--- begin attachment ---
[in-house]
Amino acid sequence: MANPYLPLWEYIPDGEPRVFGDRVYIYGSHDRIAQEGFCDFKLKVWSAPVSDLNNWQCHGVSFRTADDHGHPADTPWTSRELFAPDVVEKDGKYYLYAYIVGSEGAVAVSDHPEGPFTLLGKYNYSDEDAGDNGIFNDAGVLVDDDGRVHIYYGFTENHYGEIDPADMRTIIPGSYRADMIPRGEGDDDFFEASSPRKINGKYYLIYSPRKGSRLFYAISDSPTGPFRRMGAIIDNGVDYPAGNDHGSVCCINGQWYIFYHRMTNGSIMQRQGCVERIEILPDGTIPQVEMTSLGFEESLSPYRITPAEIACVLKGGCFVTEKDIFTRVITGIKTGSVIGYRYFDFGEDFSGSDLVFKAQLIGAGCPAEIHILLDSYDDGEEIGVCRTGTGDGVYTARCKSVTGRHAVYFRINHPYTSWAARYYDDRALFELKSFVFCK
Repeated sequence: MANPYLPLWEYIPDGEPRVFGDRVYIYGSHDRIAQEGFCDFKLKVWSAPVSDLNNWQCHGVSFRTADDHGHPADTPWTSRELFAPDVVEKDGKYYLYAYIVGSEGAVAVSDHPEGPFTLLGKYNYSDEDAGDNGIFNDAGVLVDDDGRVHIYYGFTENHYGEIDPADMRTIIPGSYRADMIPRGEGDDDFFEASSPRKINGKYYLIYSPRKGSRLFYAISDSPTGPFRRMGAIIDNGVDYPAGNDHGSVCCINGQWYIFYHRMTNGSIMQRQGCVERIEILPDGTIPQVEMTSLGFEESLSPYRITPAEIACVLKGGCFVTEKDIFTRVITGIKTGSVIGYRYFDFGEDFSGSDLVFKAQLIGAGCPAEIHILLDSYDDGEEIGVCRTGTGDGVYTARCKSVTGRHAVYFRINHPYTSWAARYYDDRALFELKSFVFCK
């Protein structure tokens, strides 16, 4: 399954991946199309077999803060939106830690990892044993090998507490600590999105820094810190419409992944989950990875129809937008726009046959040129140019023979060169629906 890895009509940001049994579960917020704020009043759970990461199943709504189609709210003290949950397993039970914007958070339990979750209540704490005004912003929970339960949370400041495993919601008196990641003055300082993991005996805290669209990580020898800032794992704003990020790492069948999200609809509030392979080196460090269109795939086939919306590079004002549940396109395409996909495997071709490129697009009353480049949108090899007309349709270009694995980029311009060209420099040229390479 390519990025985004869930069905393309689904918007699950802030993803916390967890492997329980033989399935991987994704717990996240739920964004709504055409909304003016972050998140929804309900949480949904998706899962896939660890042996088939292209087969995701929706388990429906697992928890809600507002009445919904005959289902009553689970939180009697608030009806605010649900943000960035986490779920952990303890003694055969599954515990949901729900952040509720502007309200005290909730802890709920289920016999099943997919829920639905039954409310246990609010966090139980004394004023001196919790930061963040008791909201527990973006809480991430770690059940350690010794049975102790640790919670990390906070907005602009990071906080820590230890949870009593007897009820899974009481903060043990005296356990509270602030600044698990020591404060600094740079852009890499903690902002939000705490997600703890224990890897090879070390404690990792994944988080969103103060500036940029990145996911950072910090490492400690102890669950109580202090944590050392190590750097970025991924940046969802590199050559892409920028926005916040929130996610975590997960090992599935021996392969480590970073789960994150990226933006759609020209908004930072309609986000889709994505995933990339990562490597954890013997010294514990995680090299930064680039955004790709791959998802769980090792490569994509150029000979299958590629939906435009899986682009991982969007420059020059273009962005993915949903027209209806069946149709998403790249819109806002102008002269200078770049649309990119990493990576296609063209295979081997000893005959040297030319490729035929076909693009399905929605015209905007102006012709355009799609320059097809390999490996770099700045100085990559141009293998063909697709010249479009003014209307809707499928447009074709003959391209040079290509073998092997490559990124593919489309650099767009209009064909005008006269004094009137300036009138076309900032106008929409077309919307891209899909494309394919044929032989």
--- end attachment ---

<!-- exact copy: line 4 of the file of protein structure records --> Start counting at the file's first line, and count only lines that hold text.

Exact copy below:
């Protein structure tokens, strides 16, 4: 399954991946199309077999803060939106830690990892044993090998507490600590999105820094810190419409992944989950990875129809937008726009046959040129140019023979060169629906 890895009509940001049994579960917020704020009043759970990461199943709504189609709210003290949950397993039970914007958070339990979750209540704490005004912003929970339960949370400041495993919601008196990641003055300082993991005996805290669209990580020898800032794992704003990020790492069948999200609809509030392979080196460090269109795939086939919306590079004002549940396109395409996909495997071709490129697009009353480049949108090899007309349709270009694995980029311009060209420099040229390479 390519990025985004869930069905393309689904918007699950802030993803916390967890492997329980033989399935991987994704717990996240739920964004709504055409909304003016972050998140929804309900949480949904998706899962896939660890042996088939292209087969995701929706388990429906697992928890809600507002009445919904005959289902009553689970939180009697608030009806605010649900943000960035986490779920952990303890003694055969599954515990949901729900952040509720502007309200005290909730802890709920289920016999099943997919829920639905039954409310246990609010966090139980004394004023001196919790930061963040008791909201527990973006809480991430770690059940350690010794049975102790640790919670990390906070907005602009990071906080820590230890949870009593007897009820899974009481903060043990005296356990509270602030600044698990020591404060600094740079852009890499903690902002939000705490997600703890224990890897090879070390404690990792994944988080969103103060500036940029990145996911950072910090490492400690102890669950109580202090944590050392190590750097970025991924940046969802590199050559892409920028926005916040929130996610975590997960090992599935021996392969480590970073789960994150990226933006759609020209908004930072309609986000889709994505995933990339990562490597954890013997010294514990995680090299930064680039955004790709791959998802769980090792490569994509150029000979299958590629939906435009899986682009991982969007420059020059273009962005993915949903027209209806069946149709998403790249819109806002102008002269200078770049649309990119990493990576296609063209295979081997000893005959040297030319490729035929076909693009399905929605015209905007102006012709355009799609320059097809390999490996770099700045100085990559141009293998063909697709010249479009003014209307809707499928447009074709003959391209040079290509073998092997490559990124593919489309650099767009209009064909005008006269004094009137300036009138076309900032106008929409077309919307891209899909494309394919044929032989």